Host: The challenge will be organised by Dr. Nantheera Anantrasirichai, Dr. Paul Hill, Dr. Angeliki Katsenou, Ms Alexandra Malyugina, and Dr. Fan Zhang, Visual Information Lab, University of Bristol, UK.
Fan Zhang, Angeliki Katsenou, Mariana Afonso, Goce Dimitrov and David Bull
In this paper, the performance of three state-of-the-art video codecs: High Efficiency Video Coding (HEVC) Test Model (HM), AOMedia Video 1 (AV1) and Versatile Video Coding Test Model (VTM), are evaluated using both objective and subjective quality assessments. Nine source sequences were carefully selected to offer both diversity and representativeness, and different resolution versions were encoded by all three codecs at pre-defined target bitrates. The compression efficiency of the three codecs are evaluated using two commonly used objective quality metrics, PSNR and VMAF. The subjective quality of their reconstructed content is also evaluated through psychophysical experiments. Furthermore, HEVC and AV1 are compared within a dynamic optimization framework (convex hull rate-distortion optimization) across resolutions with a wider bitrate, using both objective and subjective evaluations. Finally the computational complexities of three tested codecs are compared. The subjective assessments indicate that, for the tested versions there is no significant difference between AV1 and HM, while the tested VTM version shows significant enhancements. The selected source sequences, compressed video content and associated subjective data are available online, offering a resource for compression performance evaluation and objective video quality assessment.
Parts of this work have been presented in the IEEE International Conference on Image Processing (ICIP) 2019 in Taipei and in the Alliance for Open Media (AOM) Symposium 2019 in San Francisco.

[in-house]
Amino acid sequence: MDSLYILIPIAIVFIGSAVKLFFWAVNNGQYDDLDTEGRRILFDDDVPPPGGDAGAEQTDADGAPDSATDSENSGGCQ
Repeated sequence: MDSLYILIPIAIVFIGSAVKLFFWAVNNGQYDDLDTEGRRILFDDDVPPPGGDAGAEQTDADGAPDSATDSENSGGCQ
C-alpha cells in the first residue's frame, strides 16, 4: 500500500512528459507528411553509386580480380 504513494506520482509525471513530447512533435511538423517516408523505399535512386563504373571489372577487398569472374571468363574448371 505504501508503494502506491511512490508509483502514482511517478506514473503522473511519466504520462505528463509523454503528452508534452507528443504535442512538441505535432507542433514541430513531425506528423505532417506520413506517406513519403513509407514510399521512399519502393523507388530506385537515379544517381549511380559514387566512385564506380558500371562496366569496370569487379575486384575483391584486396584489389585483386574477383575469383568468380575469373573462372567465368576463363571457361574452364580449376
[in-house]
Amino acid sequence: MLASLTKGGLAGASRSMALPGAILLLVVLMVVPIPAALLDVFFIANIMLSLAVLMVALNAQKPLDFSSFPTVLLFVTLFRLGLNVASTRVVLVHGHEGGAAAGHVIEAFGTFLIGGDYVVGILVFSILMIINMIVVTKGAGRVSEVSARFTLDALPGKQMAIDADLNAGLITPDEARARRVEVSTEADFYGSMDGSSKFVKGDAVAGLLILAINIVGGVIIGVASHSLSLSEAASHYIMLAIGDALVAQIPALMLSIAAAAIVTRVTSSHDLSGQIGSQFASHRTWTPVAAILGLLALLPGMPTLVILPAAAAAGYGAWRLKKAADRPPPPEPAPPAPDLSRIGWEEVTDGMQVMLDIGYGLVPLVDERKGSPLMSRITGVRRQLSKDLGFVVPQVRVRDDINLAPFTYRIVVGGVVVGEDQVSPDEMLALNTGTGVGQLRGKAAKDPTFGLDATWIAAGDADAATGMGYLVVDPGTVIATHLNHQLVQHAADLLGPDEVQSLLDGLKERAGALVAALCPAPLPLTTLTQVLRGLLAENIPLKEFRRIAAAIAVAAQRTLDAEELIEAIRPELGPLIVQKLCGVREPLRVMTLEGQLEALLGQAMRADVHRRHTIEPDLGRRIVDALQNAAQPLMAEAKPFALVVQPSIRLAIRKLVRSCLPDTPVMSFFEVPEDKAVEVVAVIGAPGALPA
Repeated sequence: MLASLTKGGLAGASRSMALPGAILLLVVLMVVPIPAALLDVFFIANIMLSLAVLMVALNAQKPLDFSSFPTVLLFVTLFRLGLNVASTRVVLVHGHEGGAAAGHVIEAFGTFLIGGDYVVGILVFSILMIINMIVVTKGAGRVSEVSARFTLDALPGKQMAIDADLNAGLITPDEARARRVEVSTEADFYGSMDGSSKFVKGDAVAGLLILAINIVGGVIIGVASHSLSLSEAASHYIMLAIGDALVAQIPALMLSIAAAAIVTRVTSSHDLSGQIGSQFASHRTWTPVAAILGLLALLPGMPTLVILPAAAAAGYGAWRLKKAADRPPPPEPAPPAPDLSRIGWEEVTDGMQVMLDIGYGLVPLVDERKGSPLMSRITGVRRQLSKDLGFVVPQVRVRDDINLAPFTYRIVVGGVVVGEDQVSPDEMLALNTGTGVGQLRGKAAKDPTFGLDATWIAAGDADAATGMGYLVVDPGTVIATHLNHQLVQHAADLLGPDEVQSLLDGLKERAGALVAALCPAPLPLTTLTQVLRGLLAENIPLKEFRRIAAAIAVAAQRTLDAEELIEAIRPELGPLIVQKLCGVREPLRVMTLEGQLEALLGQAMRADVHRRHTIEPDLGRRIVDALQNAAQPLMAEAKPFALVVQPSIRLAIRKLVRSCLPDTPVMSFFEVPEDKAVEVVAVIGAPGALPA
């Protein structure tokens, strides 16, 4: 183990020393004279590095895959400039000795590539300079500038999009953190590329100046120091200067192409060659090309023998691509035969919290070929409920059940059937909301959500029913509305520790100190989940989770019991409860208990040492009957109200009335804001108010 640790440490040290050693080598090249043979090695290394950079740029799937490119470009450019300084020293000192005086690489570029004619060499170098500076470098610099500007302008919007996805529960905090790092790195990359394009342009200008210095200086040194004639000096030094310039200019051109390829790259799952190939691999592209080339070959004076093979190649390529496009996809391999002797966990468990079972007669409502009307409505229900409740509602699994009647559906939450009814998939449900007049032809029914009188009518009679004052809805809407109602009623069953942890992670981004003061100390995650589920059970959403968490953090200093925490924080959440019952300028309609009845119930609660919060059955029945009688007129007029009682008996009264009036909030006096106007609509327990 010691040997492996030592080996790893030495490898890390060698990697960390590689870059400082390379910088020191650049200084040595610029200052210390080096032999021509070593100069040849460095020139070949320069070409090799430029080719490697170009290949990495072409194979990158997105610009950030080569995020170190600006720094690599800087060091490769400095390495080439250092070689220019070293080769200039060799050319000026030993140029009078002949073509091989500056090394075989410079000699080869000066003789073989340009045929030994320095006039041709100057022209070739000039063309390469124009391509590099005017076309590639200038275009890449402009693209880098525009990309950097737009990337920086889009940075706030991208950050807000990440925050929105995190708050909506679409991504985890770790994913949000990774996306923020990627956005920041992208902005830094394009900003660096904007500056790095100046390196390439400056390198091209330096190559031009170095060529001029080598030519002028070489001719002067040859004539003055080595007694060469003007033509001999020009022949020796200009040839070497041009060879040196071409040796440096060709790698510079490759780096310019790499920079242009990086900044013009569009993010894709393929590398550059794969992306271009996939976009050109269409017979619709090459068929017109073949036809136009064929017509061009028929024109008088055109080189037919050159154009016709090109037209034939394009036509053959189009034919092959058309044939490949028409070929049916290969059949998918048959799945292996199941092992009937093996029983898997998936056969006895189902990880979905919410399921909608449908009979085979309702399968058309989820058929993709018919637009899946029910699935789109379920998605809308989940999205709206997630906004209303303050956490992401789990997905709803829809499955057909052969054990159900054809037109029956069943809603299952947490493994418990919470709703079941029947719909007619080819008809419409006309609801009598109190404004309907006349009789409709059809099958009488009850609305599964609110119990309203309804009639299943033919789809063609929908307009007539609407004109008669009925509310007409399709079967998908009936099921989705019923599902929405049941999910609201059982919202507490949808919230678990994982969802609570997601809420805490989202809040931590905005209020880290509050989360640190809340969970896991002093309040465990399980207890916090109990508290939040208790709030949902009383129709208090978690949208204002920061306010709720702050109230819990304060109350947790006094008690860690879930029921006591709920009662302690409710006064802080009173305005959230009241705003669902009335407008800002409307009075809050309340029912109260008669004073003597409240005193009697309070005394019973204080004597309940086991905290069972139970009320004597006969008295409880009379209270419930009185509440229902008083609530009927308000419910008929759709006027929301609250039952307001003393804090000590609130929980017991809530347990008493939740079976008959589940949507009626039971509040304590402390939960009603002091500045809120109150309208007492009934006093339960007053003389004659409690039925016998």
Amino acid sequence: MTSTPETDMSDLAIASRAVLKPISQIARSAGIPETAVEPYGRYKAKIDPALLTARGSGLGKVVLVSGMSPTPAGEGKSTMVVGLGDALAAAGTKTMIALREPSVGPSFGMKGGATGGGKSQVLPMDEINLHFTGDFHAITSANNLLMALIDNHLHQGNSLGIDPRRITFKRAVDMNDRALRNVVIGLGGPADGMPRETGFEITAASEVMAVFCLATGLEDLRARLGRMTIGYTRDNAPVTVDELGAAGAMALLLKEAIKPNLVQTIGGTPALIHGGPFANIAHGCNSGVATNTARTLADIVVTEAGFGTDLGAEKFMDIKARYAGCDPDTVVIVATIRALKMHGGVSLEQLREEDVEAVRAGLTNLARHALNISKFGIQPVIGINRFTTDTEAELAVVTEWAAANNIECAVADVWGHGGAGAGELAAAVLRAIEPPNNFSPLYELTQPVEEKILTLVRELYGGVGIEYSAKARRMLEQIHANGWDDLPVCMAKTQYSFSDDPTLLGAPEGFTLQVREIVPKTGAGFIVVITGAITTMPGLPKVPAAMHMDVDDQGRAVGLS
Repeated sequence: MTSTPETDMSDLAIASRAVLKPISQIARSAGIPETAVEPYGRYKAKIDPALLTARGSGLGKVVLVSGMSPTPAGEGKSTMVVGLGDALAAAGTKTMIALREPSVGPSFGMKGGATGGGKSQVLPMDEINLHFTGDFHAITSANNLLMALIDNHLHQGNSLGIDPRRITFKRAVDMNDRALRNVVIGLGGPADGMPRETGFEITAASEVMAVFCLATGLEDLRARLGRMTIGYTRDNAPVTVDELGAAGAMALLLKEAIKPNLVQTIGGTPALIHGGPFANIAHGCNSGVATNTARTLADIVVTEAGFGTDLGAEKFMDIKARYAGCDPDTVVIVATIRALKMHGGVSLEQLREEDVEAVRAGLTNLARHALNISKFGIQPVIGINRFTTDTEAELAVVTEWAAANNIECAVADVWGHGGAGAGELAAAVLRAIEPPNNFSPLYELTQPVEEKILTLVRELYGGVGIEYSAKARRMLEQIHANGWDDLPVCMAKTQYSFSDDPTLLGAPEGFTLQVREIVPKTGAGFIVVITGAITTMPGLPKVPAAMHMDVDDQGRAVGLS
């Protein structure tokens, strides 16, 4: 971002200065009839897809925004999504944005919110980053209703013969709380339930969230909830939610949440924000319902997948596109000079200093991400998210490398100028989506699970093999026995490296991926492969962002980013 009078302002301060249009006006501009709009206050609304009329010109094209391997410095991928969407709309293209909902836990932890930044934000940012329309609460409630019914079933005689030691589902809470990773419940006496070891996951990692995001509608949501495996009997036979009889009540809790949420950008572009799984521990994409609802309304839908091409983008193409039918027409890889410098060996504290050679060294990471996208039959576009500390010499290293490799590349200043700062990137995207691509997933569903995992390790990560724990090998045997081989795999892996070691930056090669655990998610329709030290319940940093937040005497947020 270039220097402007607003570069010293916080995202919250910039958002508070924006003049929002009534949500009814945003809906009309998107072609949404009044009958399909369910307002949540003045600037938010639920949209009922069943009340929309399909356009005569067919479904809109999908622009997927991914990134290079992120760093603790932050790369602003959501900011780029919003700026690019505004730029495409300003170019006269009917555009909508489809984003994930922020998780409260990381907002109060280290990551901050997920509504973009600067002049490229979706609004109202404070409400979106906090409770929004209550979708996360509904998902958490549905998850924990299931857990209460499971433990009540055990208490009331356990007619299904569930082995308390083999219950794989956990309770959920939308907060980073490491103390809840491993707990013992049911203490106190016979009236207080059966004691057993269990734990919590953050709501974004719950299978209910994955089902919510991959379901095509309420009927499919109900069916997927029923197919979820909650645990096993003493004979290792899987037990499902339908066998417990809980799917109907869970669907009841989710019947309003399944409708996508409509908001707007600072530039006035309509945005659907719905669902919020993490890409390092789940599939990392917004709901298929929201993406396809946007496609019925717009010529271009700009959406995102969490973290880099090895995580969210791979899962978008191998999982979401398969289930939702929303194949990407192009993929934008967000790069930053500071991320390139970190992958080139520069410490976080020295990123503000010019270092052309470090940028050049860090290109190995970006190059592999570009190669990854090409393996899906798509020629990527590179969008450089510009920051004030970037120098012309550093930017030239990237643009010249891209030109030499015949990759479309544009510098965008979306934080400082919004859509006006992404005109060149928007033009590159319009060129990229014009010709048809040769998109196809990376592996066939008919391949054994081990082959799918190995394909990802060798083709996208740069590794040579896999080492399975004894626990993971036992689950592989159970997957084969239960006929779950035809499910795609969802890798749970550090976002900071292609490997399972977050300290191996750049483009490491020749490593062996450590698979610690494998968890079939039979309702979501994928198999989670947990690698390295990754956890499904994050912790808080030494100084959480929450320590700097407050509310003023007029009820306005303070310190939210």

We present a new video compression framework (ViSTRA2) which exploits adaptation of spatial resolution and effective bit depth, down-sampling these parameters at the encoder based on perceptual criteria, and up-sampling at the decoder using a deep convolution neural network. ViSTRA2 has been integrated with the reference software of both the HEVC (HM 16.20) and VVC (VTM 4.01), and evaluated under the Joint Video Exploration Team Common Test Conditions using the Random Access configuration. Our results show consistent and significant compression gains against HM and VVC based on Bjonegaard Delta measurements, with average BD-rate savings of 12.6% (PSNR) and 19.5% (VMAF) over HM and 5.5% (PSNR) and 8.6% (VMAF) over VTM.
BD-rate results of ViSTRA2 when HM 16.20 was employed as host codec.
BD-rate results of ViSTRA2 when VTM 4.01 was employed as host codec.
This page introduces the work of rate-distortion optimisation using adaptive Lagrange Multipliers. In current standardized hybrid video encoders, the Lagrange multiplier determination model is a key component in rate-distortion optimization. This originated some 20 years ago based on an entropy-constrained high-rate approximation and experimental results obtained using an H.263 reference encoder on limited test material. In this work, we conducted a comprehensive analysis of the results of a Lagrange multiplier selection experiment conducted on various video content using H.264/AVC and HEVC reference encoders. These results show that the original Lagrange multiplier selection methods, employed in both video encoders, are able to achieve optimum rate-distortion performance for I and P frames, but fail to perform well for B frames. The relationship is identified between the optimum Lagrange multipliers for B frames and distortion information obtained from the experimental results, leading to a novel Lagrange multiplier determination approach. The proposed method adaptively predicts the optimum Lagrange multiplier for B frames based on the distortion statistics of recent reconstructed frames. After integration into both H.264/AVC and HEVC reference encoders, this approach was evaluated on 36 test sequences with various resolutions and differing content types. The results show consistent bitrate savings for various hierarchical B frame configurations with minimal additional complexity. BD savings average approximately 3% when constant QP values are used for all frames, and 0.5\% when non-zero QP offset values are employed for different B frame hierarchical levels.
 Fan Zhang and David, R. Bull, “Rate-distortion Optimization Using Adaptive Lagrange Multipliers”, IEEE Trans. on CSVT, accepted in 2018.